Activism That Could Get Somewhere

Did you see this shocking story in today's New York Times? New York's family courts were ordered to provide open access to the public fourteen years ago, but they have simply ignored the law, with over 90% of them refusing the public access. The whole family court system apparently desires the hearings to be closed, so that the public doesn't see things like mothers permanently losing custody of their children in a seven-minute hearing. Now, if an "activist" really wants to help people by making a substantive change, rather than stroking their egos by telling themselves how their drum circles are "bringing down the system, man," why not fix this? If, say, a quarter of the people at OWS showed up at family courts demanding access (which courts have said is their legal right!) every day, I bet it would take about a week for the system to break down and family courts to start adhering to the law. One week, and they could accomplish a dramatic change for the better in the legal life of many poor families. But actually fixing a real, albeit small and local, problem in a way that actually helps people doesn't sound nearly as romantic as "changing the world," does it?


  1. Nah, I think Hillary Adams already took care of this problem by pointing the spotlight at her father, a family court judge, turns out to have made very questionable rulings behind closed doors.

    That rallied plenty of activists, all right.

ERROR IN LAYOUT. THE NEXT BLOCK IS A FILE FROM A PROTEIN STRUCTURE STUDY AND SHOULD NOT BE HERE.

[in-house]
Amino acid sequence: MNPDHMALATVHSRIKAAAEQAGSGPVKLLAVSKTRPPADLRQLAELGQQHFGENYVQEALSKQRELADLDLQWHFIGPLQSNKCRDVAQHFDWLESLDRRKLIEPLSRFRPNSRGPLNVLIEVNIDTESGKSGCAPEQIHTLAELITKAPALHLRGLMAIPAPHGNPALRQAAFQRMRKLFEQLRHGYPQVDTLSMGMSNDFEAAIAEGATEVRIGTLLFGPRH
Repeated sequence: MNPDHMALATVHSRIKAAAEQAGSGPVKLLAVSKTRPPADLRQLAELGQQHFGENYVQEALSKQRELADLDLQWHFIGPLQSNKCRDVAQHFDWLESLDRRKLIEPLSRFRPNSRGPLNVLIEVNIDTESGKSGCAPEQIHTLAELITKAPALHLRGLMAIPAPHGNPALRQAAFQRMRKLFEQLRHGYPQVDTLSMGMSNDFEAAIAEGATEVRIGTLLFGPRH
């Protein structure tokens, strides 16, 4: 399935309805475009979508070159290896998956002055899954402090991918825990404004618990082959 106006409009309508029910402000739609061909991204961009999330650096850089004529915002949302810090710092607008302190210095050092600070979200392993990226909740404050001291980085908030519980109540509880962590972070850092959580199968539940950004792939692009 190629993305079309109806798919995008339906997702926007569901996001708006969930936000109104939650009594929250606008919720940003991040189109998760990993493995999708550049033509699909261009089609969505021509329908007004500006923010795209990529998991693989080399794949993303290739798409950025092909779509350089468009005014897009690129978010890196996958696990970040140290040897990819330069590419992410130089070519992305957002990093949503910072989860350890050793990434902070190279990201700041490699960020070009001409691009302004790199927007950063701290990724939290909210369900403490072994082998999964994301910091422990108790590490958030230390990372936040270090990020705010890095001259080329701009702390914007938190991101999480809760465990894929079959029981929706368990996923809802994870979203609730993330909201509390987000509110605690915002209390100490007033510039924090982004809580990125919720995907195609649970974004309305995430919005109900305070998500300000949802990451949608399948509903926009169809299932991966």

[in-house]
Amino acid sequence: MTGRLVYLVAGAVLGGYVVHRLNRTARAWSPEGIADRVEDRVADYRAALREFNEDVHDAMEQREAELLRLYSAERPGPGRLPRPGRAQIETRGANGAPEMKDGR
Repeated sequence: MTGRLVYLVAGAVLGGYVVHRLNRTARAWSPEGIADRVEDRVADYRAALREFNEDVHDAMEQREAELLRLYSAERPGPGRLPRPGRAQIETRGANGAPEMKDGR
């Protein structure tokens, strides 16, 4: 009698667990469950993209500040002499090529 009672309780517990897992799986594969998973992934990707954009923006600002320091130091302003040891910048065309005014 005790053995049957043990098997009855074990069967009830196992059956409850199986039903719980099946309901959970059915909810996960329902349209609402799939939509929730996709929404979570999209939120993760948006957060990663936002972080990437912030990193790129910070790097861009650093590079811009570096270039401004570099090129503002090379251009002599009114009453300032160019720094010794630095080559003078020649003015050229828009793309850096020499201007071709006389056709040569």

2. I can tell you are being sarcastic about something, Silas, but I'm not sure what.

  3. The main problem is most people don't know about these issues but a lot of people know that Banker McBank went bankrupt and then the government gave him a bunch of money so he can still drive a ferrari everywhere.

    There is a good social entrpreneurship oppurtunity here for someone to make a website or something called "the little injustices" which focuses on these more "local" ( that's the wrong word ) as you'd say issues.

    People would be free to post what they think are systematic injustices they've come across and then they could vote eachother's suggestions up or down with like buttons, there could be tags, there could be comments under each one. Eventually when enough people group together or whatever around one of these injustices they could make a plan for how to handle it and then set dates, have a map with locations activities etc.

    Would be nice to see.

  4. Nice idea, Avram.


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